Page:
In this post, I'm going to demonstrate a new component called jenkins-node. jenkins-node is a new project that brings up a Jenkins slave on Kubernetes. It uses Helm to install into the cluster, connects to the Jenkins master and runs build executions in its workspace.
The Current Infrastructure
Before this project was conceived, we have several nodes running across the system:Read More
Workflow & Co., Now in Delicious Kubernetes Helm Flavor
You may have noticed Kubernetes Helm charts for Workflow and associated components being released, starting with Workflow v2.8.0. Though officially still experimental, we encourage users to try them out!Read More
Helm Nearing Stable Release
The Helm community is fast approaching a stable release. With two Release Candidates out in the wild as well as growing momentum around folks authoring charts, we couldn't be more excited!
Workflow 2.8 Release Review
Now that the Helm project is cutting Release Candidates it is time to start the migration process from Helm Classic to Helm 2.0. The Workflow team is now cutting experimental charts for Workflow using Helm 2.0! To try out these new charts, head over to the installation documentation. The Workflow team will be working on a migration path for Helm Classic to Helm 2.0 in the upcoming releases.Read More
The Helm community has cut the first beta release for 2.0.0! Helm is now feature complete and the community is focusing on fixing bugs, general stability, and documentation.
If you haven't checked out Helm, now is a great time to jump in and help the team batten down the hatches.
As always, the great Helm community can be found in the #helm channel on the Kubernetes Slack.Read More
Helm is the package manager for Kubernetes. In my last post, I showed you how to install a Helm chart. Check that out if you're new to Helm or you just want a refresher.
In this post, I'm going to dig into the Helm chart authoring process to illustrate just how easy it is to get started.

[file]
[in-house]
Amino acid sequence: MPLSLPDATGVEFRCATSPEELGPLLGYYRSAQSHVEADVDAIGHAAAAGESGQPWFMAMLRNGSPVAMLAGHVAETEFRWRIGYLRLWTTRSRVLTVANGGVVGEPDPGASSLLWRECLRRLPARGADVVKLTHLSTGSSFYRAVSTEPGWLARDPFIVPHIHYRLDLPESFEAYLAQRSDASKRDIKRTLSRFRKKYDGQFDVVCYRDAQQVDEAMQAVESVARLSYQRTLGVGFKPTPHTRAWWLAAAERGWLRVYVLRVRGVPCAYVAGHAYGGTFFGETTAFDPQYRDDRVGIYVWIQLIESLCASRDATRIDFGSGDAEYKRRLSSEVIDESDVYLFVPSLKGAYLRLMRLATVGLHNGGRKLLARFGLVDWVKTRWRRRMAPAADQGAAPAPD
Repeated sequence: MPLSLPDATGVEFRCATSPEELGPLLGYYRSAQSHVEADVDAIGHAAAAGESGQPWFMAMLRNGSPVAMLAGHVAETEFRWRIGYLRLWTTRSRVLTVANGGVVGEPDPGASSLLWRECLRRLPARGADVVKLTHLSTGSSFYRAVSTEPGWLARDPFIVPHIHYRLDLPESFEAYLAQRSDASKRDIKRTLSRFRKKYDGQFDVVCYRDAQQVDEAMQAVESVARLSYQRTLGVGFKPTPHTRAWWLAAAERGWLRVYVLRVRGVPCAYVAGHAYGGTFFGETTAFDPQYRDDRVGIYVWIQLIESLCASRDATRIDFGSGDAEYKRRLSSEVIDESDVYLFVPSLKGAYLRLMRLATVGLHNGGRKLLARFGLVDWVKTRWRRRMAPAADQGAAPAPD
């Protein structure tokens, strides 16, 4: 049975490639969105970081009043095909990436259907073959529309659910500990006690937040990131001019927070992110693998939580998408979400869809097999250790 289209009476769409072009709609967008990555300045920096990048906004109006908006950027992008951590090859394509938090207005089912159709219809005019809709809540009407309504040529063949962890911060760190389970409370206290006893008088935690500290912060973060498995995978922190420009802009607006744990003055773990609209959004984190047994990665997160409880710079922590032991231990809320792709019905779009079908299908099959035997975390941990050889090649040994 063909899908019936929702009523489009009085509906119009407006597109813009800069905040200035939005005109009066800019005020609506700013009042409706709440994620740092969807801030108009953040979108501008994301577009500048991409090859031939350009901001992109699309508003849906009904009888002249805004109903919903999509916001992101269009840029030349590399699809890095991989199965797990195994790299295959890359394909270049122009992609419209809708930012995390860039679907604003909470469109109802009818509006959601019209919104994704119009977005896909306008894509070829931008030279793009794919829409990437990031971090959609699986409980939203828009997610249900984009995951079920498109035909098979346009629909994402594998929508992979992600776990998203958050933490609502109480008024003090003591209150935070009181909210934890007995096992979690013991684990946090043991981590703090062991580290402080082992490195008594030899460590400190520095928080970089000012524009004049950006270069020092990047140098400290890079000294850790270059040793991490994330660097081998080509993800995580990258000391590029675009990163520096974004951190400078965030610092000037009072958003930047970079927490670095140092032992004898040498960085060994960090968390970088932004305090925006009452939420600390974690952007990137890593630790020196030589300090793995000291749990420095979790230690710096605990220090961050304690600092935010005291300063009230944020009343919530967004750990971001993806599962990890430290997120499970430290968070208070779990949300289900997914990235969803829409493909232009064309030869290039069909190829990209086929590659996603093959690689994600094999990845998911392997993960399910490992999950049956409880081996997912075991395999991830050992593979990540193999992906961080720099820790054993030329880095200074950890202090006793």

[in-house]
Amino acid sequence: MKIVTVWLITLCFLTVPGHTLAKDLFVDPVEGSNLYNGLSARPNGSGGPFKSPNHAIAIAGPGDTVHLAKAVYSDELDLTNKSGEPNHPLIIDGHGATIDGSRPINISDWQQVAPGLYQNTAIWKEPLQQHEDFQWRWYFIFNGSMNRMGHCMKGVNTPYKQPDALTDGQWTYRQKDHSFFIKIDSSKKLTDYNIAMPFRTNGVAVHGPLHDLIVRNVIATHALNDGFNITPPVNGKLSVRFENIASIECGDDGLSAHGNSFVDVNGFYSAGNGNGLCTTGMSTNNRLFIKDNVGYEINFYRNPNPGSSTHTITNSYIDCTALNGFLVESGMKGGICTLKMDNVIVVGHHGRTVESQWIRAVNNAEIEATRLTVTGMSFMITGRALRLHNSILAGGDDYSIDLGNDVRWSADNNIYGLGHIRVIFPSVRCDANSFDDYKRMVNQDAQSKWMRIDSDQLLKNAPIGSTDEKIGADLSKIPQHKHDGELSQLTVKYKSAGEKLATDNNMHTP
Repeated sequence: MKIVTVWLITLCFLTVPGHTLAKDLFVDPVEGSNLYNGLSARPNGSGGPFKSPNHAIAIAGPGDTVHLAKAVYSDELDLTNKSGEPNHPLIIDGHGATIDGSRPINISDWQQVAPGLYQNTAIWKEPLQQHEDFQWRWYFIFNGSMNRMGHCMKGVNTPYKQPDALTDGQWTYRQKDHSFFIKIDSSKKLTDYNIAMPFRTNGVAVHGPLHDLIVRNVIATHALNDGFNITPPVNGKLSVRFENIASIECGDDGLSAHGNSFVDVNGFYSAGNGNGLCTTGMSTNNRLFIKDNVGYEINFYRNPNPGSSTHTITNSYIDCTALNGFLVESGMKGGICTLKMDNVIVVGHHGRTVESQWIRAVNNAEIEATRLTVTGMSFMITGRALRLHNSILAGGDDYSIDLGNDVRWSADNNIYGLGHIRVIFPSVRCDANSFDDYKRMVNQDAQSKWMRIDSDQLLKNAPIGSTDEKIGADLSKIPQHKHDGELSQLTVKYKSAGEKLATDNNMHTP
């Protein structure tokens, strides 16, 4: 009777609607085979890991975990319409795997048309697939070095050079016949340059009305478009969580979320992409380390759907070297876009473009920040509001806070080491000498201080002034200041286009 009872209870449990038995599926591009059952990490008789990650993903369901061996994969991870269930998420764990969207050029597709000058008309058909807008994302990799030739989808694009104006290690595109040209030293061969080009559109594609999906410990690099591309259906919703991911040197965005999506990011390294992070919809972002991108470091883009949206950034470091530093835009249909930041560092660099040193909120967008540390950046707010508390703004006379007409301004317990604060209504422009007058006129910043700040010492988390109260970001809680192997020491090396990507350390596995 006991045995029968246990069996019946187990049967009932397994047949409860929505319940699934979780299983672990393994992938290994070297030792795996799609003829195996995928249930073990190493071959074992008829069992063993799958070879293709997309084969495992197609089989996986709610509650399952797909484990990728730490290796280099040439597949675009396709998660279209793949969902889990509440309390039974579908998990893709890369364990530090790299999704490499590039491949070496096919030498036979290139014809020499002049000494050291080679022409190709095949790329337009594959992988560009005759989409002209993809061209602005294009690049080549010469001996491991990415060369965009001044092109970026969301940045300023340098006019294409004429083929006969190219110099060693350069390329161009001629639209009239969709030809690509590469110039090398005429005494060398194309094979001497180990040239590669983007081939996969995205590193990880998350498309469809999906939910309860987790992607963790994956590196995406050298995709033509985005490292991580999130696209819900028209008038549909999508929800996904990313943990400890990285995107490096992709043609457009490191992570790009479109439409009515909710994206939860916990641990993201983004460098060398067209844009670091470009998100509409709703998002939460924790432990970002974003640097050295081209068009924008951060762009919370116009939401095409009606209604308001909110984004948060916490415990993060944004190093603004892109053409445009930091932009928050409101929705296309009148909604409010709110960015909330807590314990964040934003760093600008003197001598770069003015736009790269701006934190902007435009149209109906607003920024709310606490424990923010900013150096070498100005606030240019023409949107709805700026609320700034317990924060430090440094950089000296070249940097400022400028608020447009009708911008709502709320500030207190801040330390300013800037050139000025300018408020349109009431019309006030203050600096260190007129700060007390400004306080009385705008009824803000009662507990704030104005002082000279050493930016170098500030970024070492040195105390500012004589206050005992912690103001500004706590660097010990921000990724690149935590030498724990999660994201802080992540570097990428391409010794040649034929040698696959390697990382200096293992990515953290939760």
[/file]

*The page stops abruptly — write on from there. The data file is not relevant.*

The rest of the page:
I will build on our previous example: Apache Spark.
Since publishing my last post, the Spark chart is now available in the official Kubernetes chart repo. So I'll use this chart as a working example, and walk you through the bits and pieces that make it up.Read More
The Story Behind Helm
Happy 1st Birthday, Helm!
On October 15th, 2015, the project now known as Helm was born. Only one year in, Kubernetes Helm is part of the CNCF, and is marching toward the v2.0.0 release. And in every sense of the word, it is now a community-driven project. But the circumstances behind the creation of Helm read like a script for a Silicon Valley tech comedy.Read More
This is the final Helm alpha release for the 2.0.0 development cycle.
WARNING: This release is not backward compatible. We try hard to avoid compatibility breaks because we know it is an inconvenience to you. But we made a tough call: It is better to correct some of our design flaws now than force everyone to "live with them" for the entirety of the 2.0.0 lifecycle. We apologize for the inconvenience, and we don't plan on any other compatibility breaks between now and 2.0.0.
As always, we want to give a big ❤️ to the community, which has continued to find bugs, submit issues, fix things, and participate in conversations. If you'd like to be a part of the community, we invite you to join the Kubernetes Helm Slack channel, drop in on a Thursday Developer Call, and jump in on the GitHub issue queues.Read More
Last year at KubeCon in San Francisco, I first learnt about Helm—a sort of Homebrew for Kubernetes. It seemed too good to be true, so I dug deeper. Fast forward to today, and I find myself packaging applications with Helm.
In this post, I'll talk briefly about why Helm is so exciting, and then show you how to install and use one of the packages I wrote.
Why Use a Package Manager?
A team I worked with was deploying various components to Kubernetes, including: Zookeeper, etcd, Consul, Cassandra, Kafka, and Elasticsearch. Each one of these components was using a manifest file that someone on the team had written by hand, and then these manifest files had been improved over time. Each change, each improvement, reflecting some sort of knowledge or experience the team had gained.
But there are many teams across the world deploying these same components. And let's face it, most deploy situations are similar enough. So each one of these teams is, for the most part, duplicating each other's work.